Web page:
If you read Dr. Junig's blog, The Suboxone Talk Zone, he talks about why it's so hard to taper once you get down below 4mgs or so, and he suggests a method for fine-tuning your taper by making smaller reductions. I started using his suggestion this week and it works.

By the way, I've been on Sub for 18mos, and I've been tapering for a long time now. It took me months to go from 2mg to 1mg, and like I said the jump down from 1 to .5 was too intense. So check out the blog. Good luck.


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PostPosted: Tue Jun 09, 2009 12:08 am 
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I've been reading through the comments with interest; I encourage more of you to take the time to vote. I see that over 1000 people have looked at the poll, but less than 50 have voted; it would be interesting to get a larger sampling.

The point that always baffles me is the one described by cvsteel. He talks about a nurse at a treatment facility who warned him about Suboxone-- that if he takes it, he won't ever get off of it. There is a huge error of logic in her statement that should be obvious, but by the responses of so many (not here, but in other forums) it appears that the issue goes over most addicts' heads.

The nurse, first of all, exhibits NO understanding of addiction. Those of you who have been addicted to opiates know the hell that is 'active addiction'; the loss of all of one's money, the constant lying to yourself and your loved ones, the constant sickness that makes us tell our kids to 'leave us alone'... and how guilty we feel for not being there for them. We all TRIED to stop on our own, over and over... so what the heck is that nurse talking about? When she says 'being on Suboxone is bad', WHAT is she comparing it to??? Her statement only makes sense if there is a choice. Yes, if we have a choice between suddenly being clean forever vs being on Suboxone, then absolutely be clean!!! But I don't know any addicts who have THAT choice. Yes, there is a choice besides Suboxone-- residential treatment for 90 days or more. It costs a lot of money, requires meetings for life, and has a success rate for one year of around 50%- That is the other choice.

So Mr. Steel, yes, we all wish to break the 'cycle of dependence', as you put it. And as I have said before, we all also would like world peace. But we have to live with the reality of our situations as human beings on the planet earth, as opiate addicts. And for those of us who fit that category, saying 'watch out for Suboxone' is like telling someone with cancer to 'watch out for chemotherapy'. I just don't get her point, and I don't understand why people keep repeating her silly comments.

I hear the anger that some people leave here; they claim they were 'tricked' into starting Suboxone. But you know what? Even if you are correct (and I find it a bit stretched that people who can scam illegal drugs for months or years suddenly are 'tricked' by a mean doctor with Suboxone!) even if you are correct, you have not lost anything for your time on Suboxone. You have probably spent less money than you would have spent using. And you are certainly not any worse off! Those who think they are worse off after Suboxone are simply wrong- you were already addicted to opiates, so what bad thing did Suboxone do to you? The argument that it is harder to get off is baloney-- methadone withdrawal takes 3-6 months, and oxycodone withdrawal is much more severe than coming off Suboxone, and lasts 1-2 months-- so what have you lost by taking Suboxone? If you say 'I wish I would have done residential rehab instead', then put your actions where your mouth is and go do it! Being on Suboxone did not make it more difficult for you to go do residential treatment-- if you are honest, you will recognize and admit that you didn't do it back then for the same reasons that you won't go do it right now! You would rather take the easier way... and that easier way is Suboxone. So what, exactly, are you complaining about?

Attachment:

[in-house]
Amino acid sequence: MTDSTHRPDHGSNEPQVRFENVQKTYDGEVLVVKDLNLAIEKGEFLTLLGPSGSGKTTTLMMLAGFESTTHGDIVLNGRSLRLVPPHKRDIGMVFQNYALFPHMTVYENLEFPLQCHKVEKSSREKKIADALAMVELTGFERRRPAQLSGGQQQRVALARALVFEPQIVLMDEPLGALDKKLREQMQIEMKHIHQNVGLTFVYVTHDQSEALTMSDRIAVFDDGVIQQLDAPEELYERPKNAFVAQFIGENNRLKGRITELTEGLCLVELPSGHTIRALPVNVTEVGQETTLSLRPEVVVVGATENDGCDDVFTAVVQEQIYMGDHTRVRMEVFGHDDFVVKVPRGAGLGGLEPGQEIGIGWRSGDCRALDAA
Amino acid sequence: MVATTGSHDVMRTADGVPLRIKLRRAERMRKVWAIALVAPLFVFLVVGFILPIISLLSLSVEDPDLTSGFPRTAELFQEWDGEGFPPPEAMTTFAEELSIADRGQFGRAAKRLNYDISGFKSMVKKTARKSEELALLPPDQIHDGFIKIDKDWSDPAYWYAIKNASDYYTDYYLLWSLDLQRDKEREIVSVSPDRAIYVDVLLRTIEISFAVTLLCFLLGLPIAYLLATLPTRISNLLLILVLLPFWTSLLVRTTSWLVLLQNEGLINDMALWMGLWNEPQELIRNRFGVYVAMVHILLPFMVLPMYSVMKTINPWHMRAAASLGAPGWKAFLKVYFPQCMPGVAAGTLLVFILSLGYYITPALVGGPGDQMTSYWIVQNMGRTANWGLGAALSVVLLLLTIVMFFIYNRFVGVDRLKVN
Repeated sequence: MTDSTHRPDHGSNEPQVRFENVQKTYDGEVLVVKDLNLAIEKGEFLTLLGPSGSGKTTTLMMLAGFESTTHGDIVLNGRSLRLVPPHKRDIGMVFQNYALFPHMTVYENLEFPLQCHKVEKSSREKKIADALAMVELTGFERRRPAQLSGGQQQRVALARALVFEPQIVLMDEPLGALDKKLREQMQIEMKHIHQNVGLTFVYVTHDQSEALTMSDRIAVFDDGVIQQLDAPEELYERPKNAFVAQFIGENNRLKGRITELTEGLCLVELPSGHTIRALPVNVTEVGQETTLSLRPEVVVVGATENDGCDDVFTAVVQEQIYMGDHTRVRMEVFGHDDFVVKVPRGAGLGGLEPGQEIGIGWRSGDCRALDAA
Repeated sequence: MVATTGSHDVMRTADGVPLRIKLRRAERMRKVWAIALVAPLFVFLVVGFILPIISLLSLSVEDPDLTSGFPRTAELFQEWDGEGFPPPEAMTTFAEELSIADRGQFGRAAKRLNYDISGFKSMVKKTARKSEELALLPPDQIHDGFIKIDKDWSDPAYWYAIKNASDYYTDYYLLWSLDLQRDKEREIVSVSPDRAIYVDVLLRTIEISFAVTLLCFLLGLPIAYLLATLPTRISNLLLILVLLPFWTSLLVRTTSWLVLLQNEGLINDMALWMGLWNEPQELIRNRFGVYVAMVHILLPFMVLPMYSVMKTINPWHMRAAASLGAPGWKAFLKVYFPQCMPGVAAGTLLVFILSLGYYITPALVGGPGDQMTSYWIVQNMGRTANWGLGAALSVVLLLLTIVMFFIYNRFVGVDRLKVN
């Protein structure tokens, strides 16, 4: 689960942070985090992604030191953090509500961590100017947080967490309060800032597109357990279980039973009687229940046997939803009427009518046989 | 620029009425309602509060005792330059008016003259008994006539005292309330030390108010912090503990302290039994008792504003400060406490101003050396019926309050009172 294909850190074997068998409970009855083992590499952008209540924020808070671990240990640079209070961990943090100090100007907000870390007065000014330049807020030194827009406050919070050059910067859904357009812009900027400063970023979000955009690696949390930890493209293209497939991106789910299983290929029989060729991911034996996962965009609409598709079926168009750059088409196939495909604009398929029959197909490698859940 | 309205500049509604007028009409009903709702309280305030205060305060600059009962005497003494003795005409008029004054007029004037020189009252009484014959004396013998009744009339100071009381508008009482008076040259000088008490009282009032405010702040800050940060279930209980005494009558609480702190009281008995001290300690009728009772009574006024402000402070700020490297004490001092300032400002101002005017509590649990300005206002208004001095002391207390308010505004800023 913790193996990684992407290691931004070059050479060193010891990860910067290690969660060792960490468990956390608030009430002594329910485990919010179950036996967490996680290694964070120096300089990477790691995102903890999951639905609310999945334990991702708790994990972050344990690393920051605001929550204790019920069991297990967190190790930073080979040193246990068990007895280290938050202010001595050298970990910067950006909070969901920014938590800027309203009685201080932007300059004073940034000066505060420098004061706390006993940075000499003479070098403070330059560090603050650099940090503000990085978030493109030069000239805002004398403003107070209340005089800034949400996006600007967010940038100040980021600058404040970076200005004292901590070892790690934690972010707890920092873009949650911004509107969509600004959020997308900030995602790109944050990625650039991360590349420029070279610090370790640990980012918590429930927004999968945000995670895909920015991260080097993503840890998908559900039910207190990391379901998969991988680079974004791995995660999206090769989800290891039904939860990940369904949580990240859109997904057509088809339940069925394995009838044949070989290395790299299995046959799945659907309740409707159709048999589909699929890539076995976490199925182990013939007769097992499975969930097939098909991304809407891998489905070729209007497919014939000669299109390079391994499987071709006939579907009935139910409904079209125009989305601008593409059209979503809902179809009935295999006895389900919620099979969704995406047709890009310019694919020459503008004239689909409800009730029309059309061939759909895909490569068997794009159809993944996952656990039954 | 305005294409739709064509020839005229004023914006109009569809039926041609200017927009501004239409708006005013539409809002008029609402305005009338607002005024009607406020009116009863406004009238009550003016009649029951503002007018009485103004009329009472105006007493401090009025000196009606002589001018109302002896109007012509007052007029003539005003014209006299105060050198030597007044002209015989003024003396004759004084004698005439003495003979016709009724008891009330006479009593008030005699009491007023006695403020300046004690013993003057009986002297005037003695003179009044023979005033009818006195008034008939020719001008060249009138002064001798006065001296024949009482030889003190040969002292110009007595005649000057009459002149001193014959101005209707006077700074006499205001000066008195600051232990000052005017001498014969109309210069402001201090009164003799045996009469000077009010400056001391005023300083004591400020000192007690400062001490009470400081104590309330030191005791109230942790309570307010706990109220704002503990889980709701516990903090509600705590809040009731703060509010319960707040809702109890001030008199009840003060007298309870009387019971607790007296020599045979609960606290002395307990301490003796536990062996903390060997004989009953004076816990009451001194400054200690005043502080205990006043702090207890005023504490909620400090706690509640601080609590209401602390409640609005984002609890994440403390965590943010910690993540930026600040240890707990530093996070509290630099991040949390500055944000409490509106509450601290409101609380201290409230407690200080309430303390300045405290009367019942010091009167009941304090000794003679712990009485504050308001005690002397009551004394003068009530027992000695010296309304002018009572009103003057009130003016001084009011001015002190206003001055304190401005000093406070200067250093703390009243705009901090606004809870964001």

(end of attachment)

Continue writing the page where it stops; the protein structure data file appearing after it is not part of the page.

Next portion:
I know what opiate addiction was like before Suboxone, folks. It was no picnic. Most people didn't do residential treatment back then, either. You know what they did? They just stayed addicted, until going on methadone, going to prison, or dying from the needle. That was opiate dependence without Suboxone. You all have it so much better now-- and yet many people insist on looking this incredible gift horse in the mouth.

I hope that if one of you comes across cvsteel's nurse, you ask her some of the questions I have posed. when she says to get off Suboxone quick, ask her... and then what? Since we know that the relapse rate for short term use of Suboxone is almost 100%, what does she recommend you do when you 'get off the Suboxone quickly'? Can anyone answer that for me? WHAT DOES SHE THINK WE SHOULD DO??

Please, everyone, take time to register so you can answer the poll. There is no big organization gathering your info; this is a simple site run by myself and a few helpful moderators, and one IT whiz. Use fake info to sign up; get an anonymous hotmail e-mail and use that to register, and we won't have any idea who you are. And then use this site to assert the right of all of us to live without the judgment by others. Opiate dependence is a disease that we did NOT ask for. DO NOT BE ASHAMED FOR TREATING YOUR ILLNESS PROPERLY. You have as much right to a clear conscience as any diabetic who once ate a few cookies, or any hypertensive who likes salt on his sweet corn! Use buprenorphine to live, to enjoy life, to stay safe... and when a better option comes along, we will try that. And if someday a cure comes along, that would be great too. But for now, use this site to empower yourself. If you see garbage here that doesn't belong here-- something intended to put down addicts who only want to live free-- let me know or let a moderator know. And if you want a bigger role, such as moderator or anything else (anyone want to try to get the chat rooms more active?) let me know.

Thanks for listening and for making this site happen.

Jeff J